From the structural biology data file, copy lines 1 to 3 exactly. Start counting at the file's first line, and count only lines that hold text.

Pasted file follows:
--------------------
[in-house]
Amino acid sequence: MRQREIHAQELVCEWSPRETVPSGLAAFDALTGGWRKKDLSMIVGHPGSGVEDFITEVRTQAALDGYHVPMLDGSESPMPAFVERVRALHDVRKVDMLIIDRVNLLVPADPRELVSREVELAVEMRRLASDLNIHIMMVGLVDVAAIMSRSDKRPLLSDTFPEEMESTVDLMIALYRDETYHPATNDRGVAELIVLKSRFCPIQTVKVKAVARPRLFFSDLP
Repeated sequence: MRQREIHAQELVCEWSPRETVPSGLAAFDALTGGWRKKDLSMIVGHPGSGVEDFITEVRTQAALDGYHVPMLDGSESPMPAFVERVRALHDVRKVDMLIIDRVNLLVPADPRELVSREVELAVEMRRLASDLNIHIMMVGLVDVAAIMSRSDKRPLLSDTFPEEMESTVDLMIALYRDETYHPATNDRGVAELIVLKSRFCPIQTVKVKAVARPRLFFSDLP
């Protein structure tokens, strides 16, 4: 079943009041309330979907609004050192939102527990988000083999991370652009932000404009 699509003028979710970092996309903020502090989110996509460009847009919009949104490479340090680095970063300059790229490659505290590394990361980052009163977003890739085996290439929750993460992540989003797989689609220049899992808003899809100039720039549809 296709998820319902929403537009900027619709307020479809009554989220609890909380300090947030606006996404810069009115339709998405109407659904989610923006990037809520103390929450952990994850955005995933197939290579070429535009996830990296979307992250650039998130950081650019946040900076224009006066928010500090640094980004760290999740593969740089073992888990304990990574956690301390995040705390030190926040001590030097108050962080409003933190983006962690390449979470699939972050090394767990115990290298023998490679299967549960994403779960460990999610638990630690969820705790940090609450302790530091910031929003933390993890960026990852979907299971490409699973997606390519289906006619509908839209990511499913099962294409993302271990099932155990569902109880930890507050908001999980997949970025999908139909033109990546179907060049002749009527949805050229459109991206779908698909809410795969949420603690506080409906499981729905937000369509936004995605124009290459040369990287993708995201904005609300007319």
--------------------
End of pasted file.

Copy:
[in-house]
Amino acid sequence: MRQREIHAQELVCEWSPRETVPSGLAAFDALTGGWRKKDLSMIVGHPGSGVEDFITEVRTQAALDGYHVPMLDGSESPMPAFVERVRALHDVRKVDMLIIDRVNLLVPADPRELVSREVELAVEMRRLASDLNIHIMMVGLVDVAAIMSRSDKRPLLSDTFPEEMESTVDLMIALYRDETYHPATNDRGVAELIVLKSRFCPIQTVKVKAVARPRLFFSDLP
Repeated sequence: MRQREIHAQELVCEWSPRETVPSGLAAFDALTGGWRKKDLSMIVGHPGSGVEDFITEVRTQAALDGYHVPMLDGSESPMPAFVERVRALHDVRKVDMLIIDRVNLLVPADPRELVSREVELAVEMRRLASDLNIHIMMVGLVDVAAIMSRSDKRPLLSDTFPEEMESTVDLMIALYRDETYHPATNDRGVAELIVLKSRFCPIQTVKVKAVARPRLFFSDLP